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The Historian (The How and Why Library)

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The Historian (The How and Why Library)

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Summary

Digital scan of a color plate of painting. Printed with the following caption: 1902 by E. Irving Couse, A. N. A.; The Historian; The Indian Artist is painting in sign language, on buckskin, the story of a battle with American Soldiers. When exhibited at the National Academy this picture was considered one of the most important paintings of the year. See if you can find the sign of the Indians, the United States Calvalry and the officer in command. The dots he is making are "bullets." See the arrows.

Eanger Irving Couse (1866-1936) was an American painter known for his depictions of Native American life, particularly scenes from Taos Pueblo in New Mexico. He was a prominent member of the Taos Society of Artists, a group of artists who settled in Taos, New Mexico, in the late 19th and early 20th centuries and were known for their depictions of the Southwest and its indigenous peoples. Born in Saginaw, Michigan, Couse studied art at the Art Institute of Chicago and the Académie Julian in Paris. He travelled extensively in Europe before returning to the United States and settling in Taos in 1902. In his paintings, Couse sought to capture the daily life, customs and traditions of the Taos Pueblo people, often depicting them in their traditional dress engaged in activities such as hunting, cooking and ceremonies. He was particularly adept at capturing the play of light and shadow in his outdoor scenes.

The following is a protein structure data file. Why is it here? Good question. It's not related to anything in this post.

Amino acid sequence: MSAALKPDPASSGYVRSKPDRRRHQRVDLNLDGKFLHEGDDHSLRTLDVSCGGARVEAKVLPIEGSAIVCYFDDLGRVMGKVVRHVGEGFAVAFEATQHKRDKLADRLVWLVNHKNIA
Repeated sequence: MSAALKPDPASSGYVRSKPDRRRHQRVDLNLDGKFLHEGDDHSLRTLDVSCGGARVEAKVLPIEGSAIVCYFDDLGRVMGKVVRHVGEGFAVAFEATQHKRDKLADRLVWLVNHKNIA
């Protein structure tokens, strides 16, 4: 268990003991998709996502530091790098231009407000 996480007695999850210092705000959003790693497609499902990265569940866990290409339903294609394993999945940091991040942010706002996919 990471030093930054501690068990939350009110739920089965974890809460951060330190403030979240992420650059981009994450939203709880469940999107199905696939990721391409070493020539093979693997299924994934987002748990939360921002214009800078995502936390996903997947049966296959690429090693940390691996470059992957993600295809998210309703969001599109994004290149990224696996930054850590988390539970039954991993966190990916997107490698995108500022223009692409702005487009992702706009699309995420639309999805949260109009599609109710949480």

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1902
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Wikimedia Commons
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Public Domain

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